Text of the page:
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Hieracium aurantiacum

Hawkweed Nomenclature & Identification – February 2013 MSU Weed Post

Friday, February 1st, 2013

 

The hawkweeds are difficult taxonomically and morphologically due to hybridization and agamospermy (the production of seeds without fertilization) .  So we hope this Weed Post  will provide you with a variety of resources to approach the hawkweeds with more confidence.  Download February 2013 MSU Weed Post

Visit the MWCA Weed ID page for details about orange hawkweed or meadow hawkweed complex. Contact your local weed coordinator if you think you find it in your area.


Hawkweeds – January 2013 MSU Weed Post

Tuesday, January 1st, 2013

 

MSU is starting the third year of the Weed Post with information on hawkweeds. Download the January 2013 MSU Weed Post

Visit the MWCA Weed ID page for details about orange hawkweed or meadow hawkweed complex. Contact your local weed coordinator if you think you find it in your area.


Weed of the Week – Orange Hawkweed

Thursday, October 28th, 2010

 

Orange hawkweed is native to Europe and likely came to the U.S. as an ornamental.  It has since escaped cultivation and was first found to be a problem in Spokane, WA in 1945.  There are serious infestations in northwestern Montana, northern Idaho, and northwestern Washington.

Orange hawkweed’s clusters of bright orange to orange-red dandelion-like flowers make it unmistakable.  The orange flowers follow the path of the sun throughout the day and if the plant is broken off it exudes a milky latex substance.  There are several native species of hawkweeds in Montana but orange hawkweed can be distinguished by its orange flowers (it is the only species with orange flowers), bristly hairy leaves (most other species have smooth leaves), and stiff black hairs up the stem.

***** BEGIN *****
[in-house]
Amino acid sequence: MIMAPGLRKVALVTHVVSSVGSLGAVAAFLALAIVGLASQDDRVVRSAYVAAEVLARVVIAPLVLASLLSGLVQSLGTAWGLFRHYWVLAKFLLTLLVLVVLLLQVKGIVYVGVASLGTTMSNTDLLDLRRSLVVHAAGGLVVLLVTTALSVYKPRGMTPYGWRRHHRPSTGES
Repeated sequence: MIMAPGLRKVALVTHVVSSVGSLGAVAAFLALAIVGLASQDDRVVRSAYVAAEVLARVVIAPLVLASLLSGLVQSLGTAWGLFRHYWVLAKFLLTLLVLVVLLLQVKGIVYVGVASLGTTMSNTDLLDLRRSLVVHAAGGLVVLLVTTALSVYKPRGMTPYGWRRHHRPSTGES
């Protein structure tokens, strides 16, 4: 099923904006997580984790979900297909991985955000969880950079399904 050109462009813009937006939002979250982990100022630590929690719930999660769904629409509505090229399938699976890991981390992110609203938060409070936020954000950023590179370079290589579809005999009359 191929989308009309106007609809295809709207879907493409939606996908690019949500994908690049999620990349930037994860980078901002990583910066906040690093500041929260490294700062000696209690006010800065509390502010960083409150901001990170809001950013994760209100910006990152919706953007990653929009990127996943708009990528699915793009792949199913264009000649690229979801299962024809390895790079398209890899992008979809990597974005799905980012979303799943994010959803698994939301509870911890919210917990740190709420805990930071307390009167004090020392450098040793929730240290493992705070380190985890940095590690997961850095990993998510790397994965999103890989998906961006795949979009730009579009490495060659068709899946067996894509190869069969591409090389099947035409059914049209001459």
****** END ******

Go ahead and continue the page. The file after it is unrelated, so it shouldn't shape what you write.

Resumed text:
Concerns Orange hawkweed is a great concern because of it ability to reproduce several ways.  The clusters of 5-30 flowers produce between 12 and 50 seeds per flower and these seeds remain viable in the soil for up to 7 years.  This plant can also spread or reproduce from stolons (above ground runners), of which it produces an average of 6 per year, rhizomes (underground horizontal roots), or adventitious root buds (buds on the roots that can develop into a new plant at any point).  Not only does it have the ability to spread in a variety of ways but it is also believed to be allelopathic (exudes toxic chemicals into the soil that suppress surrounding vegetation).  The combination of these abilities makes it a very aggressive species that can rapidly create large, dense monocultures pushing out not only native, beneficial vegetation but also established lawns.

Identification This perennial has a basal rosette with many hairy leaves and a leafless, hairy stem that can be up to 30 inches tall.  Each rosette is capable of producing 10-30 flower stems, each of which have 5-30 orange flowers that are arranged in a flat-topped cluster.  The flowers are bright orange to orange-red and dandelion-like in appearance, with square ended petals.

What can you do? Due to the extensive root system of orange hawkweed hand-pulling and digging-up large infestations is not an effective means of control.  Very small infestations may be controlled by these methods but care must be taken to remove all of the root system because even the smallest fragment can produce a new plant.  Mowing is not recommended because it actually encourages the growth of this plant.  There are several herbicides that are effective in controlling orange hawkweed and re-seeding is always recommended to fill in the areas where this plant was removed.  If you have any questions regarding orange hawkweed or any other weed call your local weed district.

Visit the MWCA Weed ID pages for additional information and pictures of orange hawkweed.

This series of articles was developed by Ravalli County.  If you would like to use these articles please contact Ravalli County Weed District Weed Coordinator at (406) 777-5842.